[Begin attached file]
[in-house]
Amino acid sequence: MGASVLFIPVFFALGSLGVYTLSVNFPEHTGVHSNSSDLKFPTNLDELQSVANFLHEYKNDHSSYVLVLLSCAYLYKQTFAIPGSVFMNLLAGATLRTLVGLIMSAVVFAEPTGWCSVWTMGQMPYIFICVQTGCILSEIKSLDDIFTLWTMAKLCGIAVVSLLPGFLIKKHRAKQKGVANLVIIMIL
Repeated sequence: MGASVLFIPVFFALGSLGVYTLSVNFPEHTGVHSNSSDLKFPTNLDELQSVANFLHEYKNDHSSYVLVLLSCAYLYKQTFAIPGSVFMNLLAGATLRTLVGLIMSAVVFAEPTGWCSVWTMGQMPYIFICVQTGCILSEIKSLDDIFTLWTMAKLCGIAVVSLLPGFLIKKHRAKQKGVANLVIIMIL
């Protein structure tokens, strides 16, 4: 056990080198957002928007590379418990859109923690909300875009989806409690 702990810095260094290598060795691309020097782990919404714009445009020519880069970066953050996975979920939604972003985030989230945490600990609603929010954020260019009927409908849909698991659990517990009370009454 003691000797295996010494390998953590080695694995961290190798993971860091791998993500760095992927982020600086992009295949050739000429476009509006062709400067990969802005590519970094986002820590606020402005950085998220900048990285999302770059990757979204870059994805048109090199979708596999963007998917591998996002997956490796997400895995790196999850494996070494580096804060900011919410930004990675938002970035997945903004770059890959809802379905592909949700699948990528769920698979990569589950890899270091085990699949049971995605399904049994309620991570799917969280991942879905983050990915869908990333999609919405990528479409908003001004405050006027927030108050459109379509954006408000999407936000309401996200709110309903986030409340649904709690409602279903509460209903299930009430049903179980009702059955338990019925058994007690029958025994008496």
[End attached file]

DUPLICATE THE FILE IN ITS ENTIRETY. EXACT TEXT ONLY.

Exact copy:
[in-house]
Amino acid sequence: MGASVLFIPVFFALGSLGVYTLSVNFPEHTGVHSNSSDLKFPTNLDELQSVANFLHEYKNDHSSYVLVLLSCAYLYKQTFAIPGSVFMNLLAGATLRTLVGLIMSAVVFAEPTGWCSVWTMGQMPYIFICVQTGCILSEIKSLDDIFTLWTMAKLCGIAVVSLLPGFLIKKHRAKQKGVANLVIIMIL
Repeated sequence: MGASVLFIPVFFALGSLGVYTLSVNFPEHTGVHSNSSDLKFPTNLDELQSVANFLHEYKNDHSSYVLVLLSCAYLYKQTFAIPGSVFMNLLAGATLRTLVGLIMSAVVFAEPTGWCSVWTMGQMPYIFICVQTGCILSEIKSLDDIFTLWTMAKLCGIAVVSLLPGFLIKKHRAKQKGVANLVIIMIL
């Protein structure tokens, strides 16, 4: 056990080198957002928007590379418990859109923690909300875009989806409690 702990810095260094290598060795691309020097782990919404714009445009020519880069970066953050996975979920939604972003985030989230945490600990609603929010954020260019009927409908849909698991659990517990009370009454 003691000797295996010494390998953590080695694995961290190798993971860091791998993500760095992927982020600086992009295949050739000429476009509006062709400067990969802005590519970094986002820590606020402005950085998220900048990285999302770059990757979204870059994805048109090199979708596999963007998917591998996002997956490796997400895995790196999850494996070494580096804060900011919410930004990675938002970035997945903004770059890959809802379905592909949700699948990528769920698979990569589950890899270091085990699949049971995605399904049994309620991570799917969280991942879905983050990915869908990333999609919405990528479409908003001004405050006027927030108050459109379509954006408000999407936000309401996200709110309903986030409340649904709690409602279903509460209903299930009430049903179980009702059955338990019925058994007690029958025994008496």